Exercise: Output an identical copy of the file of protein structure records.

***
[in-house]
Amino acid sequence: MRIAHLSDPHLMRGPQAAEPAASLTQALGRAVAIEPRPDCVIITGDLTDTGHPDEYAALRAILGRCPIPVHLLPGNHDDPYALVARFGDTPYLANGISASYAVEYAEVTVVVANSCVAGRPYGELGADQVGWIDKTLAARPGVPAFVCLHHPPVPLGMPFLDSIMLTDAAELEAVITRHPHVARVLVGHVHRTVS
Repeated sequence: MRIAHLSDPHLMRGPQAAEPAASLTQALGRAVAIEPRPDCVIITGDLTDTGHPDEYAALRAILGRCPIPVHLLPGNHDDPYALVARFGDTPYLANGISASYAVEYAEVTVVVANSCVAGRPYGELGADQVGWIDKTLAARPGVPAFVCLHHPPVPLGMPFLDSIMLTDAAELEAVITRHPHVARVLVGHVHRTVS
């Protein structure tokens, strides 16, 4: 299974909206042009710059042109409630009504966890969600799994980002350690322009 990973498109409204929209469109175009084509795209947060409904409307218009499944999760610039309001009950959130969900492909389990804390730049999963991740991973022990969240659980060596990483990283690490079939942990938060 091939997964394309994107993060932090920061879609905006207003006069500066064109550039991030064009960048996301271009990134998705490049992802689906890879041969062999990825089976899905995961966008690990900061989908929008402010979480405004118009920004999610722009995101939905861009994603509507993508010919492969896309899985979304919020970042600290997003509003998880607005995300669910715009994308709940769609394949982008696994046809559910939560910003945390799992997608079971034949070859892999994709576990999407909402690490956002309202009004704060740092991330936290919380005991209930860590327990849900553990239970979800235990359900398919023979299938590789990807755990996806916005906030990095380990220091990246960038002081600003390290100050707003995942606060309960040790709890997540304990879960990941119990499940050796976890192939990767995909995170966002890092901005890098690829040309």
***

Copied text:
[in-house]
Amino acid sequence: MRIAHLSDPHLMRGPQAAEPAASLTQALGRAVAIEPRPDCVIITGDLTDTGHPDEYAALRAILGRCPIPVHLLPGNHDDPYALVARFGDTPYLANGISASYAVEYAEVTVVVANSCVAGRPYGELGADQVGWIDKTLAARPGVPAFVCLHHPPVPLGMPFLDSIMLTDAAELEAVITRHPHVARVLVGHVHRTVS
Repeated sequence: MRIAHLSDPHLMRGPQAAEPAASLTQALGRAVAIEPRPDCVIITGDLTDTGHPDEYAALRAILGRCPIPVHLLPGNHDDPYALVARFGDTPYLANGISASYAVEYAEVTVVVANSCVAGRPYGELGADQVGWIDKTLAARPGVPAFVCLHHPPVPLGMPFLDSIMLTDAAELEAVITRHPHVARVLVGHVHRTVS
């Protein structure tokens, strides 16, 4: 299974909206042009710059042109409630009504966890969600799994980002350690322009 990973498109409204929209469109175009084509795209947060409904409307218009499944999760610039309001009950959130969900492909389990804390730049999963991740991973022990969240659980060596990483990283690490079939942990938060 091939997964394309994107993060932090920061879609905006207003006069500066064109550039991030064009960048996301271009990134998705490049992802689906890879041969062999990825089976899905995961966008690990900061989908929008402010979480405004118009920004999610722009995101939905861009994603509507993508010919492969896309899985979304919020970042600290997003509003998880607005995300669910715009994308709940769609394949982008696994046809559910939560910003945390799992997608079971034949070859892999994709576990999407909402690490956002309202009004704060740092991330936290919380005991209930860590327990849900553990239970979800235990359900398919023979299938590789990807755990996806916005906030990095380990220091990246960038002081600003390290100050707003995942606060309960040790709890997540304990879960990941119990499940050796976890192939990767995909995170966002890092901005890098690829040309």